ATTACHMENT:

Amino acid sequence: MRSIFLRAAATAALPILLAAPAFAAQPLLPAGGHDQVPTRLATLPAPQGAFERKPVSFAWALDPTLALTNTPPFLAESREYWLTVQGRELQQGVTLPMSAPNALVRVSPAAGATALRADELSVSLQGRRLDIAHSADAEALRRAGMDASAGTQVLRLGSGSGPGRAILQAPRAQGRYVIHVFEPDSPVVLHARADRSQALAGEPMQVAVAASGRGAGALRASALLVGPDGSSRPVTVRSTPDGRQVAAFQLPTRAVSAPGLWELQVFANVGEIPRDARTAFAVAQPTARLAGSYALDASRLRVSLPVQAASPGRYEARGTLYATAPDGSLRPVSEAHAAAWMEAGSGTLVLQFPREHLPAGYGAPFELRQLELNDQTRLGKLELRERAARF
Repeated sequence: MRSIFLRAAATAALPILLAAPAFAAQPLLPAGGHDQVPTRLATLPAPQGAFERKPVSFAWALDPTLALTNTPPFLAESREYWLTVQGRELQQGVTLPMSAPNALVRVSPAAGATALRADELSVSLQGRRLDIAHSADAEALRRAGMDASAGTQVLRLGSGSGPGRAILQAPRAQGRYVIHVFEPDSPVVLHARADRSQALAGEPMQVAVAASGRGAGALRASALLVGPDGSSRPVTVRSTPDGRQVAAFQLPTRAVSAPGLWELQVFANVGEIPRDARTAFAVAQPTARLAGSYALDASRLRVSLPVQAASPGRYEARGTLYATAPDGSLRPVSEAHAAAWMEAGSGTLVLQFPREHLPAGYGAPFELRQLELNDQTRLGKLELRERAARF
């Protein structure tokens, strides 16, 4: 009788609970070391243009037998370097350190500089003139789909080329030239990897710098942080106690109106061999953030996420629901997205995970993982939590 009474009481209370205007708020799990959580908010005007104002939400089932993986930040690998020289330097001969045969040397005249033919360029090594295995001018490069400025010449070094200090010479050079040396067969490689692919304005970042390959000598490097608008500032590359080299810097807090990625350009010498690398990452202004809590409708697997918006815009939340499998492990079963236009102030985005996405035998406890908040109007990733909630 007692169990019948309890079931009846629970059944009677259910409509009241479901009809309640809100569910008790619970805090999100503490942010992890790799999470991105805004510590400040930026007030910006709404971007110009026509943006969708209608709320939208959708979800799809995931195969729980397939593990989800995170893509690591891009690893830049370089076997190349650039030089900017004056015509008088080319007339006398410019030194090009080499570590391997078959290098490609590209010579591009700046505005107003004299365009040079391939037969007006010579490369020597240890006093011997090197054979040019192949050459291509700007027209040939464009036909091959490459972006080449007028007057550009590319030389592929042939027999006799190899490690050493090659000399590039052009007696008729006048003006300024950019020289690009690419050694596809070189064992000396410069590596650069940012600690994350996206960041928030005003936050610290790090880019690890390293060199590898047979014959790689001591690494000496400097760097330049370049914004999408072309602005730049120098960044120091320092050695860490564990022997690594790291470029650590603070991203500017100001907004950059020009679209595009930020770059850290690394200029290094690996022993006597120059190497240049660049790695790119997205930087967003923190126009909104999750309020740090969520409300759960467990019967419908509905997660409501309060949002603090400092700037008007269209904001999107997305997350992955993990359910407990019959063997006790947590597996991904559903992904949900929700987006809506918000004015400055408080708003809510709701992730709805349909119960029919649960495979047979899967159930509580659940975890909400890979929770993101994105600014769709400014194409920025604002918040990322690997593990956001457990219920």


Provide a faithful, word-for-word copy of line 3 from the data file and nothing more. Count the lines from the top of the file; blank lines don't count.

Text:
């Protein structure tokens, strides 16, 4: 009788609970070391243009037998370097350190500089003139789909080329030239990897710098942080106690109106061999953030996420629901997205995970993982939590 009474009481209370205007708020799990959580908010005007104002939400089932993986930040690998020289330097001969045969040397005249033919360029090594295995001018490069400025010449070094200090010479050079040396067969490689692919304005970042390959000598490097608008500032590359080299810097807090990625350009010498690398990452202004809590409708697997918006815009939340499998492990079963236009102030985005996405035998406890908040109007990733909630 007692169990019948309890079931009846629970059944009677259910409509009241479901009809309640809100569910008790619970805090999100503490942010992890790799999470991105805004510590400040930026007030910006709404971007110009026509943006969708209608709320939208959708979800799809995931195969729980397939593990989800995170893509690591891009690893830049370089076997190349650039030089900017004056015509008088080319007339006398410019030194090009080499570590391997078959290098490609590209010579591009700046505005107003004299365009040079391939037969007006010579490369020597240890006093011997090197054979040019192949050459291509700007027209040939464009036909091959490459972006080449007028007057550009590319030389592929042939027999006799190899490690050493090659000399590039052009007696008729006048003006300024950019020289690009690419050694596809070189064992000396410069590596650069940012600690994350996206960041928030005003936050610290790090880019690890390293060199590898047979014959790689001591690494000496400097760097330049370049914004999408072309602005730049120098960044120091320092050695860490564990022997690594790291470029650590603070991203500017100001907004950059020009679209595009930020770059850290690394200029290094690996022993006597120059190497240049660049790695790119997205930087967003923190126009909104999750309020740090969520409300759960467990019967419908509905997660409501309060949002603090400092700037008007269209904001999107997305997350992955993990359910407990019959063997006790947590597996991904559903992904949900929700987006809506918000004015400055408080708003809510709701992730709805349909119960029919649960495979047979899967159930509580659940975890909400890979929770993101994105600014769709400014194409920025604002918040990322690997593990956001457990219920």